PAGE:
David Duval Friday Masters Press Conference Transcript

By Golf Channel DigitalApril 6, 2001, 4:00 pm
DAVID DUVAL: I had a great day and anxious to get in here and talk with you. (Laughter.)
Q. David, how much fun did you have today?
DAVID DUVAL: About the same as yesterday. I'm having a great time. Like I said, I felt like I was swinging the golf club good. You know, today I kind of kept myself out of a position where I could hit a couple fliers like I did yesterday, and so I kind of basically -- I think what I did today was shoot the score I could have shot yesterday. So, I feel really good about everything.
Q. David, has there been any residual effect from your trouble in your hand and how much rust -- I know you worked hard the week before TPC, how much did that affect yesterday's round not playing?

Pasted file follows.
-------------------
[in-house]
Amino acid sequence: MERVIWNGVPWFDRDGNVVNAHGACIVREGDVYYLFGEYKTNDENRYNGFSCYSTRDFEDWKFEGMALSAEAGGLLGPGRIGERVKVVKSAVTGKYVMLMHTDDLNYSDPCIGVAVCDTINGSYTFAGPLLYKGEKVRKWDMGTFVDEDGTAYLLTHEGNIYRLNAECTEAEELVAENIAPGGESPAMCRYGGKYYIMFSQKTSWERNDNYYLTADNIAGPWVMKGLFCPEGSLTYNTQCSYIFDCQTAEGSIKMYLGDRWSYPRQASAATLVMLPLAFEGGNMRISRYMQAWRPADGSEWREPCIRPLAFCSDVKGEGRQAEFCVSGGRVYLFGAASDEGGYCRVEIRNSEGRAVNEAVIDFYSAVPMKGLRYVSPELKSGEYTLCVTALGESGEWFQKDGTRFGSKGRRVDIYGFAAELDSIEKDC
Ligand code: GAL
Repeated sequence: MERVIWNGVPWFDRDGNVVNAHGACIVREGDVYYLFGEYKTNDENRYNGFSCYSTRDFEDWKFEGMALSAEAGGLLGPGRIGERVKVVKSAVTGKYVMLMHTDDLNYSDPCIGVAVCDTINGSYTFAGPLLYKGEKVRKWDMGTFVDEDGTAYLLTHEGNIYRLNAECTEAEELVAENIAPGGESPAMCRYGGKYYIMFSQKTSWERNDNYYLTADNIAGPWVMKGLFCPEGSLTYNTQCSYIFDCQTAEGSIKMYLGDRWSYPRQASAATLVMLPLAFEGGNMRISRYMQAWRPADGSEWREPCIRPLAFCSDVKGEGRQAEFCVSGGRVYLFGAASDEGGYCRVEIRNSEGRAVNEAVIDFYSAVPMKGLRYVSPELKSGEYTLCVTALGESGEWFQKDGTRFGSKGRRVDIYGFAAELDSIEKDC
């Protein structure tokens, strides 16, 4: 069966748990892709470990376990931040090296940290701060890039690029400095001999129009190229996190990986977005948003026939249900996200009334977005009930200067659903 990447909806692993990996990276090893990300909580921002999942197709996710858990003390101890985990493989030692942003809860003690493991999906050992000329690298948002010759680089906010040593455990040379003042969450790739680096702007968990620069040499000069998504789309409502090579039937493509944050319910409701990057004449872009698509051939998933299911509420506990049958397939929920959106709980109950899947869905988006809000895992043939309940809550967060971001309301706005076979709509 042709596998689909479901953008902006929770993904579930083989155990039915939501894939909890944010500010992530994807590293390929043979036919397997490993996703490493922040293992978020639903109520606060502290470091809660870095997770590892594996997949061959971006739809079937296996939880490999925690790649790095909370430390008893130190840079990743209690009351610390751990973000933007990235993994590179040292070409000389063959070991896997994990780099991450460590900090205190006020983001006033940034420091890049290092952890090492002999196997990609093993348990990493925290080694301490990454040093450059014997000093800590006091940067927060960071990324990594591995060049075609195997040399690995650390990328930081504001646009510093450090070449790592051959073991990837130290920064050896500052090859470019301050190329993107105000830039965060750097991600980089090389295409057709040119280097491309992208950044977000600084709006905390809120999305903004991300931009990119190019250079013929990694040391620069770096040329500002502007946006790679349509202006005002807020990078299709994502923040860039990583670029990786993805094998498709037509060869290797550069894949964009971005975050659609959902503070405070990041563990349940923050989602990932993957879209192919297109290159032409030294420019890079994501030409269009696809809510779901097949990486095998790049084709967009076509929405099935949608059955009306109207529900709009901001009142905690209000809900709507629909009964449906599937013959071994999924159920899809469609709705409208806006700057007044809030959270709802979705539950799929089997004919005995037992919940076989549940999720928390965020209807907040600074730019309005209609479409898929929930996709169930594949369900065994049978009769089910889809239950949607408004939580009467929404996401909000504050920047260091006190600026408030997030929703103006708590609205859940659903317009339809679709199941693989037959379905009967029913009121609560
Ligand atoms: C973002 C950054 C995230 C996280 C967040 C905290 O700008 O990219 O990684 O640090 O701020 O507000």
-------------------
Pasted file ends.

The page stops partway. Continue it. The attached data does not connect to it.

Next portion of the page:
DAVID DUVAL: Well, it was actually after the week of Honda. I was done through there. I thought there would be a fair amount of rust, but I guess I hit so many balls, I grooved it pretty good and hopped right back on the horse, it seemed, and I was right back where I wanted, if not better and it has had no effect as of now.
Q. Given the fact that you have not played competitively in a month, are you at all surprised where you are?
DAVID DUVAL: No. I've played countless golf tournaments. It's not like actually the time off I've had is nothing compared to like what we have had in the past from off-season to the start of the year. So I had some good preparation, I thought, although it was not as much as I may have wanted from Saturday through Wednesday. So I'm not surprised at all.